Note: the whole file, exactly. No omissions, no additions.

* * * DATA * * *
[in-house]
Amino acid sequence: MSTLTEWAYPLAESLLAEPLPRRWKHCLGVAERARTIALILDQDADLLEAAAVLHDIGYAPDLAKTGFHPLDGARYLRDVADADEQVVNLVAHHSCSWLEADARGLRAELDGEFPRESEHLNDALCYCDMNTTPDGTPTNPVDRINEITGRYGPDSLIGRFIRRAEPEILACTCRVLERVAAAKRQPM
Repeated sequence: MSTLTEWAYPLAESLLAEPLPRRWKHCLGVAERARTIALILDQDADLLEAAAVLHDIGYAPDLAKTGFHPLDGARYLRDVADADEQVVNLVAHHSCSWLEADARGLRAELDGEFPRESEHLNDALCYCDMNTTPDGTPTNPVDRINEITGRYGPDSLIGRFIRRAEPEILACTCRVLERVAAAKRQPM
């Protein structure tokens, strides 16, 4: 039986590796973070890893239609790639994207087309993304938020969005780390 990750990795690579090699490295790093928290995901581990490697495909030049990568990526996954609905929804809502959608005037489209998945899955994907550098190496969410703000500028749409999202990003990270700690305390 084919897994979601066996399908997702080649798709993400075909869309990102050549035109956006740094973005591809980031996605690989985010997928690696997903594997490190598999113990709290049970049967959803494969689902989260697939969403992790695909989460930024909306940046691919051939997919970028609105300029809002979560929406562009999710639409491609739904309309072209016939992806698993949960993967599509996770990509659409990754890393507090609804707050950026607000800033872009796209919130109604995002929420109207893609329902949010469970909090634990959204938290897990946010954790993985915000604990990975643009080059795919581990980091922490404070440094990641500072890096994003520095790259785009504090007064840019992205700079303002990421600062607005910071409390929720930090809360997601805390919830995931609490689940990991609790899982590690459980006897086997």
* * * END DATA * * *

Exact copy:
[in-house]
Amino acid sequence: MSTLTEWAYPLAESLLAEPLPRRWKHCLGVAERARTIALILDQDADLLEAAAVLHDIGYAPDLAKTGFHPLDGARYLRDVADADEQVVNLVAHHSCSWLEADARGLRAELDGEFPRESEHLNDALCYCDMNTTPDGTPTNPVDRINEITGRYGPDSLIGRFIRRAEPEILACTCRVLERVAAAKRQPM
Repeated sequence: MSTLTEWAYPLAESLLAEPLPRRWKHCLGVAERARTIALILDQDADLLEAAAVLHDIGYAPDLAKTGFHPLDGARYLRDVADADEQVVNLVAHHSCSWLEADARGLRAELDGEFPRESEHLNDALCYCDMNTTPDGTPTNPVDRINEITGRYGPDSLIGRFIRRAEPEILACTCRVLERVAAAKRQPM
């Protein structure tokens, strides 16, 4: 039986590796973070890893239609790639994207087309993304938020969005780390 990750990795690579090699490295790093928290995901581990490697495909030049990568990526996954609905929804809502959608005037489209998945899955994907550098190496969410703000500028749409999202990003990270700690305390 084919897994979601066996399908997702080649798709993400075909869309990102050549035109956006740094973005591809980031996605690989985010997928690696997903594997490190598999113990709290049970049967959803494969689902989260697939969403992790695909989460930024909306940046691919051939997919970028609105300029809002979560929406562009999710639409491609739904309309072209016939992806698993949960993967599509996770990509659409990754890393507090609804707050950026607000800033872009796209919130109604995002929420109207893609329902949010469970909090634990959204938290897990946010954790993985915000604990990975643009080059795919581990980091922490404070440094990641500072890096994003520095790259785009504090007064840019992205700079303002990421600062607005910071409390929720930090809360997601805390919830995931609490689940990991609790899982590690459980006897086997």